I’ve put together a couple of new applications in response to the Library of Congress-sponsored Congressional Data Competition. The remit for this was to “…leverage that data to create new meaning or tools to help members of Congress and the public explore it in new ways.”

After spending a lot of time looking at the XML files at the GPO’s Bulk Data Bill Status page, I thought that one approach would be to do something that reflects the winding path a bill (or resolution) wends on its way from introduction to passage. It felt like a good opportunity to use a Sankey diagram, so after some poking around to make sure that nobody else had already done this with US Congressional data, I started work on Committee Flow.

The underlying architecture is fairly simple. In Google Charts, Sankey diagrams are built by defining a series of connections between points and their accompanying weights, a la

          [ 'A', 'X', 5 ],
          [ 'A', 'Y', 7 ],
          [ 'A', 'Z', 6 ],
          [ 'B', 'X', 2 ]...

Since each bill status record details which committee a bill was initially assigned to after introduction, as well as telling us whether it made it out of committee, we can count all of those connections progammatically. We can also glean whether that bill eventually passed on the floor. By summing all those counts together, we can can say that x number of bills were sent to Finance in a congress, while y were reported out and so build our diagram.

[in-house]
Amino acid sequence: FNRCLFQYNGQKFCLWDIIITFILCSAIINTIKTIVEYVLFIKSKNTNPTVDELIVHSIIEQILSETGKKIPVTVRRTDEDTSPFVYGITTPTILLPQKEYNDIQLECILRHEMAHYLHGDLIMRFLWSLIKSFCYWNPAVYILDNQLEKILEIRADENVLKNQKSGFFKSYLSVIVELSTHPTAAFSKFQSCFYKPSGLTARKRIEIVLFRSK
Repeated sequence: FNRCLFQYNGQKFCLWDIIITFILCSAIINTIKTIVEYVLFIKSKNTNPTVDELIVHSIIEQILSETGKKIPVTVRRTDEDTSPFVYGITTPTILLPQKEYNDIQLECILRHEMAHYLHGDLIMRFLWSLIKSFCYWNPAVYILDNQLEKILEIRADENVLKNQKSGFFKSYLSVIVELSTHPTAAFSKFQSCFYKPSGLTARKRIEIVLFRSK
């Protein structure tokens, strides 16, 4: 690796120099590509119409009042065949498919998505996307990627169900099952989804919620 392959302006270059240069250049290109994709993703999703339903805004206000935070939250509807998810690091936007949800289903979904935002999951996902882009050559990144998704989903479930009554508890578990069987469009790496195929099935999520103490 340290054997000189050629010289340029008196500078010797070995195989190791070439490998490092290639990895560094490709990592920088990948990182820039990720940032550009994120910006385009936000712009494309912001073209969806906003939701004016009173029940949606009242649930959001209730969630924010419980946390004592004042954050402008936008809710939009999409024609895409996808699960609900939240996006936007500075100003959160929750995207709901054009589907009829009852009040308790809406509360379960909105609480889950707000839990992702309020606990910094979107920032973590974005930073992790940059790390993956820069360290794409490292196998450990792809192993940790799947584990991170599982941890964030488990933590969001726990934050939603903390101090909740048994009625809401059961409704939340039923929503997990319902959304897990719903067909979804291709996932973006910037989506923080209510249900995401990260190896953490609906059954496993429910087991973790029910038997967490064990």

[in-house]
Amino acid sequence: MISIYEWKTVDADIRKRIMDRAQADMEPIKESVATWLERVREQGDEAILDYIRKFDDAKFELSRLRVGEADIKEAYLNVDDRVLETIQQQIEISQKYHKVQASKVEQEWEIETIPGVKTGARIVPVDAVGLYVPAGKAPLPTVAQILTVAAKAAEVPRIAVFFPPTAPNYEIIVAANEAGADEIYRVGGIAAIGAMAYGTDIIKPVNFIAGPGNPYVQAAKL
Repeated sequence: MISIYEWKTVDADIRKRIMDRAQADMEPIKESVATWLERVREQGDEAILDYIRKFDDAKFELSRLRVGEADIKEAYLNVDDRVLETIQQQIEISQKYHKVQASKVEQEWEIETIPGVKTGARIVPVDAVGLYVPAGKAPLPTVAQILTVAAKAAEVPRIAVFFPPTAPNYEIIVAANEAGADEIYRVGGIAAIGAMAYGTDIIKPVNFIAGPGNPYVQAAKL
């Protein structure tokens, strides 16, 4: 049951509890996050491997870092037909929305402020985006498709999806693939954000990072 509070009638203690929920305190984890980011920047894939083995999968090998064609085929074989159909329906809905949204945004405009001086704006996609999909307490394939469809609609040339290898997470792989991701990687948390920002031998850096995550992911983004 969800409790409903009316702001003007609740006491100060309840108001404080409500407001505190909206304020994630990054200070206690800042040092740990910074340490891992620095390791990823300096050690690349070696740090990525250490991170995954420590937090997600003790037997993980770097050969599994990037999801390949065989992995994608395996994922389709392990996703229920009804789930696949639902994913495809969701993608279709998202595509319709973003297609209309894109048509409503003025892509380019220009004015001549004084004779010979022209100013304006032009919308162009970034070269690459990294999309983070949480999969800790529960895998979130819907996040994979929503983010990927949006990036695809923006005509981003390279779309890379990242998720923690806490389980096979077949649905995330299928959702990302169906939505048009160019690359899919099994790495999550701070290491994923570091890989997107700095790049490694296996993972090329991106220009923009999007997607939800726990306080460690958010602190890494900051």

Notably, since each bill and resolution is also tagged with the policy area and legislative subject headings that it is indexed under, we can also do counts for bills about individual topics. For instance, the policy areas “Foreign Trade and International Finance”:

…or the legislative subjects “Libraries and archives”:

All the initial counting is handled by a Python script that slurps up the individual XML status files from a given directory. It’s kinda primitive, so make sure that you have only one type of status (H.R., H.Res., S. or S.Res) and one congress in each directory you are scanning. Once you have your resulting files (“sankeysubjects_114_S.js”, etc.), dump them into the designated /data directory, and you’re good to go.